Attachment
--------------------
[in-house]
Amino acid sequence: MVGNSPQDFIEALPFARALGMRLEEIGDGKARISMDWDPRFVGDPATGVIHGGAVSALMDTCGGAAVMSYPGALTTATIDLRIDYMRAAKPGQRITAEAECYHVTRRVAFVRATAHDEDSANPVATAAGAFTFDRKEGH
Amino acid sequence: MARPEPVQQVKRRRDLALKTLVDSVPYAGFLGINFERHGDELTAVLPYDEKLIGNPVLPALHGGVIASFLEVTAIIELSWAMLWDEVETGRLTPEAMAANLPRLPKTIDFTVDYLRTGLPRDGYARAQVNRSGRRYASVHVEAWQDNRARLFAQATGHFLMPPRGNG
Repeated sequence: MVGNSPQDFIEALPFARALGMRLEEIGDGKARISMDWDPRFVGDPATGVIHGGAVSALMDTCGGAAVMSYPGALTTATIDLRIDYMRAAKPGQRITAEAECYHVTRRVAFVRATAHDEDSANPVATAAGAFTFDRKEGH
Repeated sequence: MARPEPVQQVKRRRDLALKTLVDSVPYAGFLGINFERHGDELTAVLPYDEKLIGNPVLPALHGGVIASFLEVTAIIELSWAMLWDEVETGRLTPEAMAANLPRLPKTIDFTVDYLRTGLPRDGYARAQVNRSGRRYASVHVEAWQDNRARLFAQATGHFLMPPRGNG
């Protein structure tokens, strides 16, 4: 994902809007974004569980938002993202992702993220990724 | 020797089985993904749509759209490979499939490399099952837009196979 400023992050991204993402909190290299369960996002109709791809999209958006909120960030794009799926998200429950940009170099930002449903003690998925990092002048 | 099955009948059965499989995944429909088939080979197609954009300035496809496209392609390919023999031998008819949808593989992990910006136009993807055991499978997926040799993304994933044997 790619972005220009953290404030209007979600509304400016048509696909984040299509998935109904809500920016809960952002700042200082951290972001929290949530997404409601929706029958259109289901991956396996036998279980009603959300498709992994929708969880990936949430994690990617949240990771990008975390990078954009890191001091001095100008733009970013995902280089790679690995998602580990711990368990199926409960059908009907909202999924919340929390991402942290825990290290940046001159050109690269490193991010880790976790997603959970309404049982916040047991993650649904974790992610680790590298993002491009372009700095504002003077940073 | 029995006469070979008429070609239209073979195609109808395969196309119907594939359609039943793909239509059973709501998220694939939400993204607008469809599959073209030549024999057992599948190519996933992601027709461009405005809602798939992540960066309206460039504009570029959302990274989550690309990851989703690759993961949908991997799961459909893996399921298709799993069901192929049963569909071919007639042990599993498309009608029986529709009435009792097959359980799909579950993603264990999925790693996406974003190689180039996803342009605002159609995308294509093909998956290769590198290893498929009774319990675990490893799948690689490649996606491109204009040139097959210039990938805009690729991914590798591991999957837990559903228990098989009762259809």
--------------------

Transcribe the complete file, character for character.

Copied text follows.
[in-house]
Amino acid sequence: MVGNSPQDFIEALPFARALGMRLEEIGDGKARISMDWDPRFVGDPATGVIHGGAVSALMDTCGGAAVMSYPGALTTATIDLRIDYMRAAKPGQRITAEAECYHVTRRVAFVRATAHDEDSANPVATAAGAFTFDRKEGH
Amino acid sequence: MARPEPVQQVKRRRDLALKTLVDSVPYAGFLGINFERHGDELTAVLPYDEKLIGNPVLPALHGGVIASFLEVTAIIELSWAMLWDEVETGRLTPEAMAANLPRLPKTIDFTVDYLRTGLPRDGYARAQVNRSGRRYASVHVEAWQDNRARLFAQATGHFLMPPRGNG
Repeated sequence: MVGNSPQDFIEALPFARALGMRLEEIGDGKARISMDWDPRFVGDPATGVIHGGAVSALMDTCGGAAVMSYPGALTTATIDLRIDYMRAAKPGQRITAEAECYHVTRRVAFVRATAHDEDSANPVATAAGAFTFDRKEGH
Repeated sequence: MARPEPVQQVKRRRDLALKTLVDSVPYAGFLGINFERHGDELTAVLPYDEKLIGNPVLPALHGGVIASFLEVTAIIELSWAMLWDEVETGRLTPEAMAANLPRLPKTIDFTVDYLRTGLPRDGYARAQVNRSGRRYASVHVEAWQDNRARLFAQATGHFLMPPRGNG
């Protein structure tokens, strides 16, 4: 994902809007974004569980938002993202992702993220990724 | 020797089985993904749509759209490979499939490399099952837009196979 400023992050991204993402909190290299369960996002109709791809999209958006909120960030794009799926998200429950940009170099930002449903003690998925990092002048 | 099955009948059965499989995944429909088939080979197609954009300035496809496209392609390919023999031998008819949808593989992990910006136009993807055991499978997926040799993304994933044997 790619972005220009953290404030209007979600509304400016048509696909984040299509998935109904809500920016809960952002700042200082951290972001929290949530997404409601929706029958259109289901991956396996036998279980009603959300498709992994929708969880990936949430994690990617949240990771990008975390990078954009890191001091001095100008733009970013995902280089790679690995998602580990711990368990199926409960059908009907909202999924919340929390991402942290825990290290940046001159050109690269490193991010880790976790997603959970309404049982916040047991993650649904974790992610680790590298993002491009372009700095504002003077940073 | 029995006469070979008429070609239209073979195609109808395969196309119907594939359609039943793909239509059973709501998220694939939400993204607008469809599959073209030549024999057992599948190519996933992601027709461009405005809602798939992540960066309206460039504009570029959302990274989550690309990851989703690759993961949908991997799961459909893996399921298709799993069901192929049963569909071919007639042990599993498309009608029986529709009435009792097959359980799909579950993603264990999925790693996406974003190689180039996803342009605002159609995308294509093909998956290769590198290893498929009774319990675990490893799948690689490649996606491109204009040139097959210039990938805009690729991914590798591991999957837990559903228990098989009762259809």